Recently, I stumbled across a great post on brand thinking by Maria Popova, who neatly summarized the views of several of today’s leading marketing mavens on the subject of branding.
Popova pulled quotes from Debbie Millman’s “Brand Thinking and Other Noble Pursuits” that came from such notable experts as Seth Godin, Malcolm Gladwell, Daniel Pink and Millman herself.
Millman’s explanation of the etymology of branding is great, reminding one of the days when “brands” were clear and permanent marks on the hides of cattle, created by fire, and putting the world on notice as to which ranch owned a steer.
Brands started out as designs, but for marketing purposes, the value of a brand was always based on the quality of the livestock, products or services associated with the brand.
In that regard, I am personally aligned with the thinking of Pink, Gladwell and Godin, who described their thinking on “brands” in terms of:
- Expectation; and
The design of a brand can work to complement the promise or expectation of quality created by a brand, but by itself, the design is worthless. Thus, I am not at all inclined to fall for the message of designers and ad gurus, such as Alex Bogusky, who talk about “design instructing culture.” Design must follow culture and the values and promises associated with it. If it does not, then it is nothing more than false advertising.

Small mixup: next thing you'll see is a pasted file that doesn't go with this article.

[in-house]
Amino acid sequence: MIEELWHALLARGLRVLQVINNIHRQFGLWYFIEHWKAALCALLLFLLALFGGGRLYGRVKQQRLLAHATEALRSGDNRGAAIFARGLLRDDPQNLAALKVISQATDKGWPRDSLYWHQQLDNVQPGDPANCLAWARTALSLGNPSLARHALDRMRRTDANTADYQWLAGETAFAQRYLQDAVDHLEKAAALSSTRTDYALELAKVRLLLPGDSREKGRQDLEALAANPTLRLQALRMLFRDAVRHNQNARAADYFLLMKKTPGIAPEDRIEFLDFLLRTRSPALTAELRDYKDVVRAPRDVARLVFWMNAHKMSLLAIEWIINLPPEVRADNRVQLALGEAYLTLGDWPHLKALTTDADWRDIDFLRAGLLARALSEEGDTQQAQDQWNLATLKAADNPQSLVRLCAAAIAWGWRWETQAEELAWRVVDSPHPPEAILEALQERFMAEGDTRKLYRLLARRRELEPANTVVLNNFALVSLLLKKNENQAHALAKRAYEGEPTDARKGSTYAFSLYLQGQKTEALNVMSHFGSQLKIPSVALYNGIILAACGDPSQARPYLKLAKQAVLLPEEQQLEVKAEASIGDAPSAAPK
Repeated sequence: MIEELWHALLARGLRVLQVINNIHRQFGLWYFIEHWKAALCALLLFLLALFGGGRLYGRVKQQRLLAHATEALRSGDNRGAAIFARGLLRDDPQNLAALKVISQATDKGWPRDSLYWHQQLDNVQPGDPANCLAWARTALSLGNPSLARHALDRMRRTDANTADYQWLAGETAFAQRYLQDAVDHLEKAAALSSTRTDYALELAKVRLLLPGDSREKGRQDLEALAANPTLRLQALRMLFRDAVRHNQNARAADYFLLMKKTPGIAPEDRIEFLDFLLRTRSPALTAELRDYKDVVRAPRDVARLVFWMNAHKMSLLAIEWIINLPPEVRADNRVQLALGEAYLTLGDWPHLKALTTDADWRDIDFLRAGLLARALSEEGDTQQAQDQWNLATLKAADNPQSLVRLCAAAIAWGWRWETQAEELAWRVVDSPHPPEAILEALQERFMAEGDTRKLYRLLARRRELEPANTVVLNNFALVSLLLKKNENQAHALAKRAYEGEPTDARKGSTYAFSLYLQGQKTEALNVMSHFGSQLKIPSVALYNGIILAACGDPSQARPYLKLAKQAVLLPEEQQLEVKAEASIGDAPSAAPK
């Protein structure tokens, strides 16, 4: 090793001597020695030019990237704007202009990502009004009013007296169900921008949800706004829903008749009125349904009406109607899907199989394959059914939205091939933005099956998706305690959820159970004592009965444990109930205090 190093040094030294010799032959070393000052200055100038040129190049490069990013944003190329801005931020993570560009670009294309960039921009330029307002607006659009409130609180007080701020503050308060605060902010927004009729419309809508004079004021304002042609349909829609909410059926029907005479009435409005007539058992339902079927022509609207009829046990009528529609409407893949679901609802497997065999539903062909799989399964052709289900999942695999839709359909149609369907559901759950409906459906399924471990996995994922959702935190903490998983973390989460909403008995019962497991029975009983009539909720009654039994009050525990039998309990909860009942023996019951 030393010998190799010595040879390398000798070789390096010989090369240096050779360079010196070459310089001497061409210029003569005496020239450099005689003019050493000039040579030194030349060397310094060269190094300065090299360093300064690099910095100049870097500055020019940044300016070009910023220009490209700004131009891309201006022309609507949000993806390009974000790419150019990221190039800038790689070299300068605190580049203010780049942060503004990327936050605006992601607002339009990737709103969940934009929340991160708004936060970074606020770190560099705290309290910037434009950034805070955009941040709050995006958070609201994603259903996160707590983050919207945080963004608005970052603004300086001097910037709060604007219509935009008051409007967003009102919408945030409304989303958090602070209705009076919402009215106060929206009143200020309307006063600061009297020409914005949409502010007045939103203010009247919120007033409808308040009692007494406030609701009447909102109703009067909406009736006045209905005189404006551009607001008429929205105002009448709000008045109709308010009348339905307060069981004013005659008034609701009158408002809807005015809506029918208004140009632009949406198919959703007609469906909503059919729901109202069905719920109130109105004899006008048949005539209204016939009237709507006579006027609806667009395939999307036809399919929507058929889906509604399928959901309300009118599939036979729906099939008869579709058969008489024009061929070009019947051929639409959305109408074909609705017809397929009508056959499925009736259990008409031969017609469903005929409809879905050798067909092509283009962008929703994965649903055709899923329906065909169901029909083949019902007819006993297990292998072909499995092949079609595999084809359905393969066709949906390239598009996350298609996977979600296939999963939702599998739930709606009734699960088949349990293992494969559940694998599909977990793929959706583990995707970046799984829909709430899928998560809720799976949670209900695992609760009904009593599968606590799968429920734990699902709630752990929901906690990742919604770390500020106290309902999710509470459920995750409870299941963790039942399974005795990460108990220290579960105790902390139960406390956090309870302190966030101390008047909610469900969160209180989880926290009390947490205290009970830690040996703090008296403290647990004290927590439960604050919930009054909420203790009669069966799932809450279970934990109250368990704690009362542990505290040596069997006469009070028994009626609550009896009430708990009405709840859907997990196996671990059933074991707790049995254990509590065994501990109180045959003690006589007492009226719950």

This is where many professional service firms stumble on branding, investing lots of money in cool designs, or neat slogans, but little or nothing to insure that the clients or consumers of their branded products and services get the quality and superior experience that they expect by reputation or promise linked to the brand.
If you think about it, the words “IBM” and “Google” and “FedEx” are essentially arbitrary. They have value in our minds because we have come to associate them with certain character traits of the brand that are the result of years of hard work and investment.
In the case of IBM, one instantly thinks of Watson, technology solutions and high-quality tech services associated with “building a smarter planet.”
In the case of Google, few people know that Google is the term for a number with one hundred zeroes following a number one, and nobody would put any value on that, by itself. But we have come to associate Google with innovations related to search and sorting capabilities for massive amounts of information stored as words, data, video, photos, maps and other ”bits” we want to find.
In the case of FedEx, most of us clearly associate the brand with the promise created by the ad: “When it absolutely, positively has to be there overnight.”
Law firms and other professional service firms need to start thinking about their brands as promises, and they need to figure out just what they are promising to consumers (other than “we’re the best”) and just how they are going to deliver it. After all the value in a brand is not the cool design, it is the really cool and RELIABLE delivery of the unique value proposition that the brand promises.